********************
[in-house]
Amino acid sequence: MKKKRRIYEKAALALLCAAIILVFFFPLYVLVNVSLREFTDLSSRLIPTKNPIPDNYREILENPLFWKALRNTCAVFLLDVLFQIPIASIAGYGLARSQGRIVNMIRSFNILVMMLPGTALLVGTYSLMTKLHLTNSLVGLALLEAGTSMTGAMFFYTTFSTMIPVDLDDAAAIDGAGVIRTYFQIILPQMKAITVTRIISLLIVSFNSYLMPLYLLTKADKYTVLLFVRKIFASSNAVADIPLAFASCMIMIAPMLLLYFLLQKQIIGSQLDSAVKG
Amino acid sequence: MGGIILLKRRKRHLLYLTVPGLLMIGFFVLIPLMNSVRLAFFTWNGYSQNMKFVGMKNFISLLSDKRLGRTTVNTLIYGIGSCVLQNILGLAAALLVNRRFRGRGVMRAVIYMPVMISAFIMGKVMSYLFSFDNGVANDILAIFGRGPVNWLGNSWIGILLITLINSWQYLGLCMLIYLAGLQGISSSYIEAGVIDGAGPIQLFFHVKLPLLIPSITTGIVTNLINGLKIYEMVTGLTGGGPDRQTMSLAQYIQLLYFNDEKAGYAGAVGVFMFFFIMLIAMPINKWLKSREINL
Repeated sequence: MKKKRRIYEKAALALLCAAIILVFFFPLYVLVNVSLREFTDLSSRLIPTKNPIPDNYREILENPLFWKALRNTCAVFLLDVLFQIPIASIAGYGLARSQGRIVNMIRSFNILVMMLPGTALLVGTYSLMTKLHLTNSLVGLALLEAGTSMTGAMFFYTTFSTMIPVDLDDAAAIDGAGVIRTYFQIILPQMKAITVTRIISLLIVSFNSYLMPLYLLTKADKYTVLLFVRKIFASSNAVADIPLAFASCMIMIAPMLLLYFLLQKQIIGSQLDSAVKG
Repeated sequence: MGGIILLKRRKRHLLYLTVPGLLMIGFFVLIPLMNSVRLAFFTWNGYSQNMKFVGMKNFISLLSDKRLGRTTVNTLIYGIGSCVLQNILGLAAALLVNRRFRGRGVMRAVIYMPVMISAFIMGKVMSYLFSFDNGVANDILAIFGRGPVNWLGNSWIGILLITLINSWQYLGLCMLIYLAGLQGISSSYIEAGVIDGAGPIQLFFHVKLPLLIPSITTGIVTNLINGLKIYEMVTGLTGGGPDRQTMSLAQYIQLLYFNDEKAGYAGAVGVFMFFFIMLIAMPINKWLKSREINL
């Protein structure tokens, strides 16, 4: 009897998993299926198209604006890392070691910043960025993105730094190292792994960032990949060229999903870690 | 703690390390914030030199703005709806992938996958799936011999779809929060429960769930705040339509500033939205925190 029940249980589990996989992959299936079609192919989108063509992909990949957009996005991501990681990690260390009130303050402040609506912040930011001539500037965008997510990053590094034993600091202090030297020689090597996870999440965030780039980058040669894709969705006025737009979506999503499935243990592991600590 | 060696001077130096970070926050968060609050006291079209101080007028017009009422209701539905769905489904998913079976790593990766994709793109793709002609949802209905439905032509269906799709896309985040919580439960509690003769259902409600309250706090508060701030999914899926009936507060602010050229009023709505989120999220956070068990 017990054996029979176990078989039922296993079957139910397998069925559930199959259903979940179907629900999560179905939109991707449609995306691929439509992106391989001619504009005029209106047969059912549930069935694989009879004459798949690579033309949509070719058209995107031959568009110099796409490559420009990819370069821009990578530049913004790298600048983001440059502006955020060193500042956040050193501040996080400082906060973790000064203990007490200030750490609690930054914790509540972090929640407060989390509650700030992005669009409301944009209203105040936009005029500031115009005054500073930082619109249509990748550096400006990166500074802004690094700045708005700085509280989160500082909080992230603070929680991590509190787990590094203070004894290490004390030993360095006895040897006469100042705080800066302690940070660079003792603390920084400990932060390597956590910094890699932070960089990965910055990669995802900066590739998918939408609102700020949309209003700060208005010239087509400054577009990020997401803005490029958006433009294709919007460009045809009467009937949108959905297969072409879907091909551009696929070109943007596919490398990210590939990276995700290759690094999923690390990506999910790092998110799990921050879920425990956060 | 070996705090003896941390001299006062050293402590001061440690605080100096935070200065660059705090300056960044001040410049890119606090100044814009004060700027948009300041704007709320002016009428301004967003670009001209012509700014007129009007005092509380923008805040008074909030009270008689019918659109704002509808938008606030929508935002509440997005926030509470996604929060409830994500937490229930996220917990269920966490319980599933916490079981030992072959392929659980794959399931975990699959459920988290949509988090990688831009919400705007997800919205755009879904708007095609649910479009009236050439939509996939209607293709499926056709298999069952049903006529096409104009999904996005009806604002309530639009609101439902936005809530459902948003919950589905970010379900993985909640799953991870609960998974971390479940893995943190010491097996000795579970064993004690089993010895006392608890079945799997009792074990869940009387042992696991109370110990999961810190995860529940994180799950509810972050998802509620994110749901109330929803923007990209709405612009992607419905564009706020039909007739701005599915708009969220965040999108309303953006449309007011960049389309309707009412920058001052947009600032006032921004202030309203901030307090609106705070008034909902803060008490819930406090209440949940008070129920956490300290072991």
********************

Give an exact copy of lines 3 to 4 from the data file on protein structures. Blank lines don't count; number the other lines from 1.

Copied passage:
Amino acid sequence: MGGIILLKRRKRHLLYLTVPGLLMIGFFVLIPLMNSVRLAFFTWNGYSQNMKFVGMKNFISLLSDKRLGRTTVNTLIYGIGSCVLQNILGLAAALLVNRRFRGRGVMRAVIYMPVMISAFIMGKVMSYLFSFDNGVANDILAIFGRGPVNWLGNSWIGILLITLINSWQYLGLCMLIYLAGLQGISSSYIEAGVIDGAGPIQLFFHVKLPLLIPSITTGIVTNLINGLKIYEMVTGLTGGGPDRQTMSLAQYIQLLYFNDEKAGYAGAVGVFMFFFIMLIAMPINKWLKSREINL
Repeated sequence: MKKKRRIYEKAALALLCAAIILVFFFPLYVLVNVSLREFTDLSSRLIPTKNPIPDNYREILENPLFWKALRNTCAVFLLDVLFQIPIASIAGYGLARSQGRIVNMIRSFNILVMMLPGTALLVGTYSLMTKLHLTNSLVGLALLEAGTSMTGAMFFYTTFSTMIPVDLDDAAAIDGAGVIRTYFQIILPQMKAITVTRIISLLIVSFNSYLMPLYLLTKADKYTVLLFVRKIFASSNAVADIPLAFASCMIMIAPMLLLYFLLQKQIIGSQLDSAVKG